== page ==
Goldman Sachs research paper, entitled "Health Buys Wealth", shows cost-benefits of investing in health
New York, 3 December 2009 - Investing in better health treatment and prevention represents a "remarkably inexpensive" way to increase individual productivity in poorer countries, according to a new report published this month.
Global Markets Institute
Global Markets Institute provides research and high-level advisory services to policymakers, regulators and investors around the world. The Institute leverages the expertise of Research and other Goldman Sachs professionals, as well as highly-regarded thought leaders outside the firm, to offer written analyses and host discussion forums.
The report, published by the public policy research unit of Goldman Sachs Global Investment Research, shows how fewer days of illness translates into longer working lives and higher earnings, especially in developing countries.
In addition, women, who have healthier children, have greater opportunity for paid work outside the household; in countries where the majority of health spending is out of pocket, better health lowers the risk of drawing on household savings to pay for medicine or specialist treatment.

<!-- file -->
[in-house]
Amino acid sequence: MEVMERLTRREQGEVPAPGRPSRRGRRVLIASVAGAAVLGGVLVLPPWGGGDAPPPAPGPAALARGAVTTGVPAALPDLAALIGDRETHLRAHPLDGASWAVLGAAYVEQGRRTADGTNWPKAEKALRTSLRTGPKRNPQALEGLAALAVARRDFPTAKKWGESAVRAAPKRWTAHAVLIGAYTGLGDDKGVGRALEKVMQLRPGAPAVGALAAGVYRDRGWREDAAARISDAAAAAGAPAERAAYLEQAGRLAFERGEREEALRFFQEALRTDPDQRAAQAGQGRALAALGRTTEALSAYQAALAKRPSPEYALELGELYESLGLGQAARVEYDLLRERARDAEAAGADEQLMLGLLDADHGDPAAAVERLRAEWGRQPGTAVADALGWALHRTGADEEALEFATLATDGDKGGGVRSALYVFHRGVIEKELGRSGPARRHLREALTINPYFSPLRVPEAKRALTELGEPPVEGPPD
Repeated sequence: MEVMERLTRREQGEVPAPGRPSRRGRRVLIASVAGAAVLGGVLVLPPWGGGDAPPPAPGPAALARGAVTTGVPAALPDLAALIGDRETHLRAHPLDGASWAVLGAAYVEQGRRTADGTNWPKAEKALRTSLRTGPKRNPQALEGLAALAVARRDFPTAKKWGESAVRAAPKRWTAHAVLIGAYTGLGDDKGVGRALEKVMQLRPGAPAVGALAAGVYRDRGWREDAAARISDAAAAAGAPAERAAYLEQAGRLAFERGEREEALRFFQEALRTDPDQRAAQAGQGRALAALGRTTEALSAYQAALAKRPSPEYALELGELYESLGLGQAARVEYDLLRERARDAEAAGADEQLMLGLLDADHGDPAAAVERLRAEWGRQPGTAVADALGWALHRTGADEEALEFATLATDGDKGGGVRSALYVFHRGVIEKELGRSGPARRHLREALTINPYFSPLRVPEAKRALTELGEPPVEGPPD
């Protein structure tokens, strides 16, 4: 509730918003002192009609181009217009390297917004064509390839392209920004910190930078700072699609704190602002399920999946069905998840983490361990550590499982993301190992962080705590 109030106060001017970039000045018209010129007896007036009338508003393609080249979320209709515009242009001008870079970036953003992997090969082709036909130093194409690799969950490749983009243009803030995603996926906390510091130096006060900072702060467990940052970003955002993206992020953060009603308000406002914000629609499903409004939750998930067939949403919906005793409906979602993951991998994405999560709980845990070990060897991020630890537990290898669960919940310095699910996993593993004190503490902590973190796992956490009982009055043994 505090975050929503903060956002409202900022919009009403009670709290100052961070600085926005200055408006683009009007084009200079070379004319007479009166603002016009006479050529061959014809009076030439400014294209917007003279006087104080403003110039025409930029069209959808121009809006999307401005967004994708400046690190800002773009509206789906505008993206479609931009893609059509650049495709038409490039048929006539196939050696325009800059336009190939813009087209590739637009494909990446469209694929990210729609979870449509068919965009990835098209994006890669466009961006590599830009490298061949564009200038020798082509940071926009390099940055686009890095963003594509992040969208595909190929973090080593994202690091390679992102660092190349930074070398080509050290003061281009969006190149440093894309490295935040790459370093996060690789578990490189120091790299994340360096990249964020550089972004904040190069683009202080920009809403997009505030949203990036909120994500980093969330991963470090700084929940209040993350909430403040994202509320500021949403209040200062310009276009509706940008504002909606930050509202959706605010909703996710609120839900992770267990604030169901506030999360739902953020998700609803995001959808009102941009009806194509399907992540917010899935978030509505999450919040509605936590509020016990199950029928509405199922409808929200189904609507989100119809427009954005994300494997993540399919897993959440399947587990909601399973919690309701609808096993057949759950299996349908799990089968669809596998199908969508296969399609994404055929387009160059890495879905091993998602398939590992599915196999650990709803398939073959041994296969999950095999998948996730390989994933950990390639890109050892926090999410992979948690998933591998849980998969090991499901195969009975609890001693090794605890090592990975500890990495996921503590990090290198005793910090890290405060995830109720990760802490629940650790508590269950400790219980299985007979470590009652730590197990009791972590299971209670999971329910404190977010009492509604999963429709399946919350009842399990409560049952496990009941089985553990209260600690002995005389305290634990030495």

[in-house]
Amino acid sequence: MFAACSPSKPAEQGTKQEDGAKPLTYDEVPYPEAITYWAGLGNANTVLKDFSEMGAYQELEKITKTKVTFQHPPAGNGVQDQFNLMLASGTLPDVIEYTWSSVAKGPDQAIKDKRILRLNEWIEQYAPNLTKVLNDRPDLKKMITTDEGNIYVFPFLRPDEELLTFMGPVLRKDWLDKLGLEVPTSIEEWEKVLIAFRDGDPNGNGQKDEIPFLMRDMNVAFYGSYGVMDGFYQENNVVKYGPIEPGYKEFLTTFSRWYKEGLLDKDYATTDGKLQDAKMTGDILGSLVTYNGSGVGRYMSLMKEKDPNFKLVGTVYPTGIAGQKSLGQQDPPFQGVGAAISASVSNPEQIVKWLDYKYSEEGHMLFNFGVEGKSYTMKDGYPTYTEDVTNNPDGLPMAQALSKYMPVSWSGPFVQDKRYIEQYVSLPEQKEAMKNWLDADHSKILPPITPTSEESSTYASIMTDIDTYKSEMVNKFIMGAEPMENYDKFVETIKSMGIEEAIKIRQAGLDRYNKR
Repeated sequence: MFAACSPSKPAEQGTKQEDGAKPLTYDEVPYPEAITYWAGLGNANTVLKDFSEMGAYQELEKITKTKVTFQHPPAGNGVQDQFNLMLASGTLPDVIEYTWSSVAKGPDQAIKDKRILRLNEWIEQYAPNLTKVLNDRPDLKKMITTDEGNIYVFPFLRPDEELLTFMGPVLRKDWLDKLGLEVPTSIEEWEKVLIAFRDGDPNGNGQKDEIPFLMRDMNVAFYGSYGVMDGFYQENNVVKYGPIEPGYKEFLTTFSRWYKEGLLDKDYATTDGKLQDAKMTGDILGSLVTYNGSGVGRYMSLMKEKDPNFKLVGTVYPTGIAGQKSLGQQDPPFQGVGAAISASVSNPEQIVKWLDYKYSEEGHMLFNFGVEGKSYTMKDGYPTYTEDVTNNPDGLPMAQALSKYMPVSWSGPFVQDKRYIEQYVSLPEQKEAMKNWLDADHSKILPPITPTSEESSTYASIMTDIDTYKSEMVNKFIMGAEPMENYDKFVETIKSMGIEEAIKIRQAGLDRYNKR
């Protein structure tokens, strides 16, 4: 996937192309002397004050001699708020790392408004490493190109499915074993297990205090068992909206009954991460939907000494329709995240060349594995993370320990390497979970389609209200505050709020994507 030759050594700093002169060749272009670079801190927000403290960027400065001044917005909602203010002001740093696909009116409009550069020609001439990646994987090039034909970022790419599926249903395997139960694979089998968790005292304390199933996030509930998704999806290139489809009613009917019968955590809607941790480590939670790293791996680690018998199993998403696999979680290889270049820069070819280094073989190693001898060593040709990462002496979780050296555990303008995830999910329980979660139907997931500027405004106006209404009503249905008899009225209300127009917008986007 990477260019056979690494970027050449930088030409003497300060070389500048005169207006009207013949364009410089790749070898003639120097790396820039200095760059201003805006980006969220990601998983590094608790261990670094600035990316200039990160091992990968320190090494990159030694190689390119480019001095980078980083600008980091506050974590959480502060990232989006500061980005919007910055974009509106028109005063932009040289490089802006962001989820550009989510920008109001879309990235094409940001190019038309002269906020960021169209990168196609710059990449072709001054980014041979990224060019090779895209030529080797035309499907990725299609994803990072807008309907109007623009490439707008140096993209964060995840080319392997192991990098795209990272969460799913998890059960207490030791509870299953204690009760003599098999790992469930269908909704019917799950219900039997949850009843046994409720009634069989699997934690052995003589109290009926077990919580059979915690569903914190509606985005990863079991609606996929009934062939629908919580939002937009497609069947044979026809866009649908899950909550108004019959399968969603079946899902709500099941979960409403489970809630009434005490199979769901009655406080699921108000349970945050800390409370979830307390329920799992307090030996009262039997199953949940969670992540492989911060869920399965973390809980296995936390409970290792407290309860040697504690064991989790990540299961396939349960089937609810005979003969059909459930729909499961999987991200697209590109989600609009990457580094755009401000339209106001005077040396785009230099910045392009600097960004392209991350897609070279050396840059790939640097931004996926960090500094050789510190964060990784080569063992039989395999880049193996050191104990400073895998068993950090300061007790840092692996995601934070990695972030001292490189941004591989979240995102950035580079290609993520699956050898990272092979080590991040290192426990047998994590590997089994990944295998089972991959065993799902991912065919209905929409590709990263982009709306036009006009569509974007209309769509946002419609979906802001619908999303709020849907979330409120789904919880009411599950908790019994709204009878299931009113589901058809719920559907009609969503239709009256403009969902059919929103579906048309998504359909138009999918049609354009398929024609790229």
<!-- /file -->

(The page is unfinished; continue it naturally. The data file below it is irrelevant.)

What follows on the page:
Health and poverty intertwined
The report shows that, globally, bad health and poverty are deeply intertwined.
In the world's poorest countries, life expectancy at birth is estimated at 57 years; 41 of every 1,000 babies born will die within the first month of life; and a woman's lifetime risk of dying during pregnancy or childbirth is on the order of one in 75.
By contract, in the world's richest countries, life expectancy is 80 years; only four of each 1,000 newborns will die in the first month; and the lifetime risk of dying during pregnancy or childbirth is just one in 8,000.
The researchers also focused on cost-effective strategies for prevention and treatment, and the obstacles to these strategies, as well as innovative health partnerships and the increasing use of capital markets to address these challenges.